Stat Line: 31-50, 247 yards, 0 touchdowns, 1 interception, 66 passer rating, 8 carries, 75 rushing yards, 12-20 loss to San Francisco
The Skinny: Saturday marked the first time all season that Kyler Murray had at least 50 passing attempts. Saturday marked the second time all season that Murray failed to throw a touchdown pass. Those two together help explain how a Cardinals team with playoff aspirations lost to C.J. Beathard and the depleted Niners.
After a dream start that sent Murray to the top of the MVP watch, the Cardinals have lost four out of their last six and are in danger of sliding out of the playoffs entirely. Murray’s 75 rushing yards on eight carries were a positive sign and needed spark in the rushing attack (the rest of the team combined for 45 rushing yards), but Murray could not solve the San Francisco defense when they made him pass. Murray completed just two of 10 passes beyond 15 yards and padded his stats with inconsequential passes in the short game. DeAndre Hopkins, arguably the best receiver in football, averaged 6.0 yards per catch. The win was Arizona’s for the taking and never extended past a one-score game, but three turnovers on the last three drives won’t get it done in the playoffs.
The Cardinals’ turnaround season will come down to a climactic Week 17 battle against the Los Angeles Rams, who are also floundering but in the mix for an NFC wild card. Both quarterbacks seem to be nursing injuries and will be monitored throughout the week, but the Cardinals will need an offensive explosion to avoid the season sweep and an 8-8 record. There’s still a chance to salvage Arizona’s fantasy season, but Murray might need to be the MVP guy to add another week to the Cardinals’ schedule.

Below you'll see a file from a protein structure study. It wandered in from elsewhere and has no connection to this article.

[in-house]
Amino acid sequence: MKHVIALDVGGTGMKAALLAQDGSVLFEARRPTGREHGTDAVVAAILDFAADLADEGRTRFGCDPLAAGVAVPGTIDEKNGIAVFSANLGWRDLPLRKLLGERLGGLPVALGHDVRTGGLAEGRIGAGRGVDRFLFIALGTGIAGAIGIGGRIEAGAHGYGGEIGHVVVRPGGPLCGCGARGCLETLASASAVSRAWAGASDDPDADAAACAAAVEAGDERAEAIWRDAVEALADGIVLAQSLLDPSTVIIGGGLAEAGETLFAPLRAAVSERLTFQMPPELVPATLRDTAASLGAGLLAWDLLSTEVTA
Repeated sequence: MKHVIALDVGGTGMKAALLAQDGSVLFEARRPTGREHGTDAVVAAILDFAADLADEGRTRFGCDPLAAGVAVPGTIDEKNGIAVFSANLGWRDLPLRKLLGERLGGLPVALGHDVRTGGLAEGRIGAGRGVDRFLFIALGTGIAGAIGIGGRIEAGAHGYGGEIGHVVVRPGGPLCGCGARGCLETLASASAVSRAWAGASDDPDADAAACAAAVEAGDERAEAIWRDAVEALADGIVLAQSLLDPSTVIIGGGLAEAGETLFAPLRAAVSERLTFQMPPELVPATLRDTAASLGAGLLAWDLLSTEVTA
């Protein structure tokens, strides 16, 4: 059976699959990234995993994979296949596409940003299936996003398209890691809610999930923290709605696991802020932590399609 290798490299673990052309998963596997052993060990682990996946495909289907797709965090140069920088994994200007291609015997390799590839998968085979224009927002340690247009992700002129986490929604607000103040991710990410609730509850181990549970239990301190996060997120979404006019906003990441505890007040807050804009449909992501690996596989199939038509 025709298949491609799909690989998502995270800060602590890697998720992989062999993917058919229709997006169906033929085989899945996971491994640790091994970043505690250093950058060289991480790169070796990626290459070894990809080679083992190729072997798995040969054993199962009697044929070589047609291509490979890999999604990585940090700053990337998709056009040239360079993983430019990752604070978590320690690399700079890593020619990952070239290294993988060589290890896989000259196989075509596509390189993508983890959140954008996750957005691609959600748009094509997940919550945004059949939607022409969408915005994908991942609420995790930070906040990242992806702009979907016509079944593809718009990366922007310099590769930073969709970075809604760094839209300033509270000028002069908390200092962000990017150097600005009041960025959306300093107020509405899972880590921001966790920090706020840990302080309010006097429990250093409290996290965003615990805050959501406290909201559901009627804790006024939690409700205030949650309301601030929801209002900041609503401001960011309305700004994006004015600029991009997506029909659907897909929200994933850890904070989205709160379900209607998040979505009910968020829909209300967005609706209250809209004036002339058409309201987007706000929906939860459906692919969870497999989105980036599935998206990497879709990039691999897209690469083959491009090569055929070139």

Josh Allen Watch
Stat Line: Will play Monday against New England.
The Skinny: See above.
Tua Tagovailoa Watch
Stat Line: 17-22, 94 yards, 1 touchdown, 0 interceptions, 99.4 passer rating, 26-25 win over Las Vegas
The Skinny: The Dolphins won a thriller in Vegas to keep their playoff hopes alive, but star rookie Tua Tagovailoa wasn’t the reason for the victory. In fact, he seemed to be the reason they wouldn’t win, and it was only after Tagovailoa’s benching in the fourth quarter that the Dolphins offense found life and actually scored points.
Tagovailoa’s start wasn’t *awful*. The lefty passer completed 17 of his 22 passes and did not turn the ball over once. But the offense never got going with Tua at the helm, and a 4.3 yards per attempt average is evidence of the Dolphins’ ineffectiveness. Then, with the exact same personnel deficiencies, Ryan Fitzpatrick doubled Tagovailoa’s yardage output and answered two late Vegas scores with drives. Of course, the golden moment will be Fitzpatrick’s blind throw to Hollins on the sideline, which could very well be in a Miami art museum or on the wall of former Marlins owner Jeffrey Lurie if the Dolphins finish the season in the playoffs.
Tagovailoa’s pass chart followed his 2020 trend — lots of close passes that found their receiver, but almost no downfield threats (in sharp contrast to fellow rookie Justin Herbert). That’s fine when the offense is trying to ease in a rookie under center, but with Miami’s playoff hopes fading, they had to make a change and it miraculously worked.
Where does Miami go from here? For next week’s win-and-in game against division leader Buffalo, coach Brian Flores said he’s going back to Tagovailoa. The offensive strategy should be interesting to watch, though Flores’ patience will almost definitely be short.